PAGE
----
Esther is head of the MA Arts and Learning programme. She also teaches on the BA Education, Culture & Society and is a PhD supervisor for the Education and the Practice Based Art & Learning MPHIL/PhD programmes. Esther’s research interests are around arts participation and in particular pedagogies that enable the production of knowledge locally, where equality and emancipation are foregrounded. Currently this is pursued within the cultural context of the skatepark where immersive, reciprocal pedagogies are played out.
Esther’s professional experience began as an artist leading workshops in schools, youth clubs and galleries. She has been a gallery educator at Tate Liverpool, Tate Modern and Whitechapel Gallery; a lecturer at Loughborough and Staffordshire Universities and Special Projects Coordinator at Camden Arts Centre. She worked at Tate Modern (1999-2011) as an Artist Educator and as Curator for School and Youth Programmes. Since 2011, Esther has worked as arts in education consultant at Southbank Centre, Camden Arts Centre, Xue Xue Institute in Taiwan, Wellcome Collection, Newlyn Art Gallery and for the North West Cambridge Public Art Development Programme. She is currently a professional mentor within the Practice Research (Learning) programme at Tate.
Dr Esther Sayers is a creative practitioner, artist educator, curator, consultant and academic. Current research includes ArtScapers where creative practice and pedagogy impacts on a whole school community, and City Mill Skate, a research project using shared design processes to construct skateable architecture within the new UCL East campus in London’s Queen Elizabeth Olympic Park.
Film: City Mill Skate Cots and Lockdown’ pays attention to coronavirus related restrictions introduced in March 2020 and the profound effect that social distancing, skatepark closures and other measures had upon young people, London’s skateboard community, and a result, the City Mill Skate project too. City Mill Skate Dots and Lockdown.
Article: A conversation with Henry Kingsford to talk about the project and its origins, the context of the Olympic Park, how Sam Griffin and Esther Sayers managed to save City Mill Skate from failing due to lockdown by adapting to the pandemic.
UCL Lunch Hour Lecture: Dr Esther Sayers, Professor Iain Borden, and Sam Griffin talk about how UCL's City Mill Skate project is working with East London artists and Skateboarders to form part of the UCL East campus, and explore the relevance of City Mill Skate to skateboarding, public space, and urban design worldwide. Watch the talk here.
UCL East Summer School:
Skateboarding lessons, skate dot making and media workshops with City Mill Skate (Age: 12-14). During this week-long course young people will learn how to skateboard, how to design skate parks, and how to shoot action photos and film!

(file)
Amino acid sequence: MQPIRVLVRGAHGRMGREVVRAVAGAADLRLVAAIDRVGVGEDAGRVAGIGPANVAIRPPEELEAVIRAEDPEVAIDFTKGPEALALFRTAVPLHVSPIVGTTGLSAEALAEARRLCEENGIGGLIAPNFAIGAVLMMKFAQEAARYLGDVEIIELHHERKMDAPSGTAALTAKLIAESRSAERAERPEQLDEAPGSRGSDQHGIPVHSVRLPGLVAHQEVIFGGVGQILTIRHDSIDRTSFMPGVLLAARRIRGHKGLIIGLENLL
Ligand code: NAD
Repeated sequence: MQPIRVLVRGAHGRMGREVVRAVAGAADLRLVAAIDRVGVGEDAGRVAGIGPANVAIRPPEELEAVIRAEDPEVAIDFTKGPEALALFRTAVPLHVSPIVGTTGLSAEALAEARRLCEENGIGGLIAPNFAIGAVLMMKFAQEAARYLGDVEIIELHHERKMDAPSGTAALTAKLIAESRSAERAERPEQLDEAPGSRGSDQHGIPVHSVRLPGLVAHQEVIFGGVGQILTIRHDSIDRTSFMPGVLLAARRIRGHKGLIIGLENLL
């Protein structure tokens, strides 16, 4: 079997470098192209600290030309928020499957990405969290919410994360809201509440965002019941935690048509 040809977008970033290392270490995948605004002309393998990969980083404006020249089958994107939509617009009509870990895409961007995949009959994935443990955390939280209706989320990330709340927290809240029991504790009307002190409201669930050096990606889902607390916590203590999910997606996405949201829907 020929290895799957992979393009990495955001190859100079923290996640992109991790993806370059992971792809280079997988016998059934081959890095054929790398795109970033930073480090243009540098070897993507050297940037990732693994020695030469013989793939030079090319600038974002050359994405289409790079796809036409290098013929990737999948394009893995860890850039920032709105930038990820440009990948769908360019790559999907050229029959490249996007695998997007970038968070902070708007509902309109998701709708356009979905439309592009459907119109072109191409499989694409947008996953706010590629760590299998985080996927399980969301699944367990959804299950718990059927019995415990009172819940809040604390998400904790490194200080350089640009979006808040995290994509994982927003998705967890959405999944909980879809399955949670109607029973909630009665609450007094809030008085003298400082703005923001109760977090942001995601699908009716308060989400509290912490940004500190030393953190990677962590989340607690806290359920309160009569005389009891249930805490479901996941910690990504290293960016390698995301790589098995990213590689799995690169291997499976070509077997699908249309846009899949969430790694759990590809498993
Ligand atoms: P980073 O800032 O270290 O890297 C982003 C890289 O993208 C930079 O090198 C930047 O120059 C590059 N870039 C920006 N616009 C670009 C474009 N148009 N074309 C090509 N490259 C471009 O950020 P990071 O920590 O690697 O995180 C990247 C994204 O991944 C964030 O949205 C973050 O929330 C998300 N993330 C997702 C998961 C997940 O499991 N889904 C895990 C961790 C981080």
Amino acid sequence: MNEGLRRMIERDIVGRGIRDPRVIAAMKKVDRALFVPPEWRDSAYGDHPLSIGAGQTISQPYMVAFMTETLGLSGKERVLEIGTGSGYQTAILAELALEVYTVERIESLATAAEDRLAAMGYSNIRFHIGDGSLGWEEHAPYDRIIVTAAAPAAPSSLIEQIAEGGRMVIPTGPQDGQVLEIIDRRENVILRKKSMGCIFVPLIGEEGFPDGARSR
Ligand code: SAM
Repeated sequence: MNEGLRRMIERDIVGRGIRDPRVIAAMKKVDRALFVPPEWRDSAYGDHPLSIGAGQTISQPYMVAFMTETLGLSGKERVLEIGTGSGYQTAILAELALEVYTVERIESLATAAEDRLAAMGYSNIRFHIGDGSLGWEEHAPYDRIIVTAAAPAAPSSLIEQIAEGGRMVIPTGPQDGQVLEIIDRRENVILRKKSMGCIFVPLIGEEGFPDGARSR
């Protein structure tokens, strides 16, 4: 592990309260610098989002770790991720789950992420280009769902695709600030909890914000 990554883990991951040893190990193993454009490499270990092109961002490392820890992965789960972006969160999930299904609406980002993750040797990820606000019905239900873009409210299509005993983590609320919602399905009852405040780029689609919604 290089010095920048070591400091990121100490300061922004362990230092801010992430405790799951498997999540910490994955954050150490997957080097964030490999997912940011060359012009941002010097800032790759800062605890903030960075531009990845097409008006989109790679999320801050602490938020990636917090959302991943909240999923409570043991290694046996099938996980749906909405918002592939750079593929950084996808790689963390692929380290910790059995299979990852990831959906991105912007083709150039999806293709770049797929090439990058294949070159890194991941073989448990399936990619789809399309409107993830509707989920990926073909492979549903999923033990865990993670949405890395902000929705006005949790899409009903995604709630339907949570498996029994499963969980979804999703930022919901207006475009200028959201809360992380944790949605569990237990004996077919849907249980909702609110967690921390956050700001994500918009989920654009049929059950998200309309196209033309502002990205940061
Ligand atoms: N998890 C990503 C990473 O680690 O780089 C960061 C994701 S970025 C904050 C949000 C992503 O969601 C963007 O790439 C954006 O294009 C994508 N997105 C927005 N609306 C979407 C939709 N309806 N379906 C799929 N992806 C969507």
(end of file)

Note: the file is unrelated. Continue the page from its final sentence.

Drawing on her expertise in arts education that spans creative practice, artist educator, curator, consultant and academic, the Contemporary Art Society and Insite Arts commissioned Dr Esther Sayers to write, ‘The Arts and Education Strategy for the North West Cambridge Public Art’ (2015) outlining a programme that would engage children, the community and artists. Using this strategy as a starting point, Sayers worked with the Cambridge Curiosity and Imagination (CCI) to develop a new educational approach, ArtScapers, that built on the value of co-creation and learning for children, their families, teachers and schools. This art practice programme aimed to empower young people to act as cultural ambassadors and teachers in their place-worlds and speaks to Page’s pedagogical praxis by enabling young people the opportunity to understand who they are in relation to where they are (Page 2019, 2020).
Positioning children, parents and teachers as co-researchers-learners-teachers or ‘ArtScapers’ enables communities to use arts practice and pedagogy to challenge power relations and realise social change. Understood through a practice research methodology, this act of placemaking, offers new ways of exploring the cultural politics of making, objects and events and new creative pedagogies (Sayers, 2018). By exploring how creative activity can help young people become confident citizens, ArtScapers addresses the marginalisation of creative subjects and creative teaching and learning by collaboratively constructing alternatives which can deeply and systematically effect change in school communities.
Ayliffe, P., Sapsed, R., Sayers, E. and Whitley, D. (2020) Artscapers published by Cambridge Curiosity and Imagination with funding from the Art Fund. This publication challenges educational thinking and practice to demonstrate what happens for a school when they invite children and artists to implement creative pedagogy across the whole curriculum. http://www.cambridgecandi.org.uk/projects/reimagine/events#artscapers-–-being-and-becoming-creative
Celebrating Education | Creative Activism: learning everywhere with children and young people (Forum Volume 62 - Number 1 2020). Penny Hay, Ruth Sapsed & Esther Sayers with foreword by Melissa Benn and Afterword Sue Rigby. Creative Activism: learning everywhere with children and young people.
Impact case study:
ArtScapers was selected as an impact case study for the Department of Educational Studies for REF 2021 - ‘ArtScapers: children, art and creative placemaking’.
Children are Place-Makers online discussion in 2021 was chaired by Dr Esther Sayers with opening remarks from Daniel Zeichner, MP for Cambridge. It explored how arts education, creativity and imagination can have a transformative effect on children, teachers and school curriculum models through contributions from Paula Ayliffe, Co-Headteacher, Mayfield Primary School Discussing the Artscapers project in Cambridge, Dr Penny Hay, Reader and Research Fellow, Bath Spa University talking about Forest of the Imagination in Bath and Andrew Amondson, Artist and Film Maker talking about working with children and nature alongside his work with Studio Olafur Eliasson in Berlin.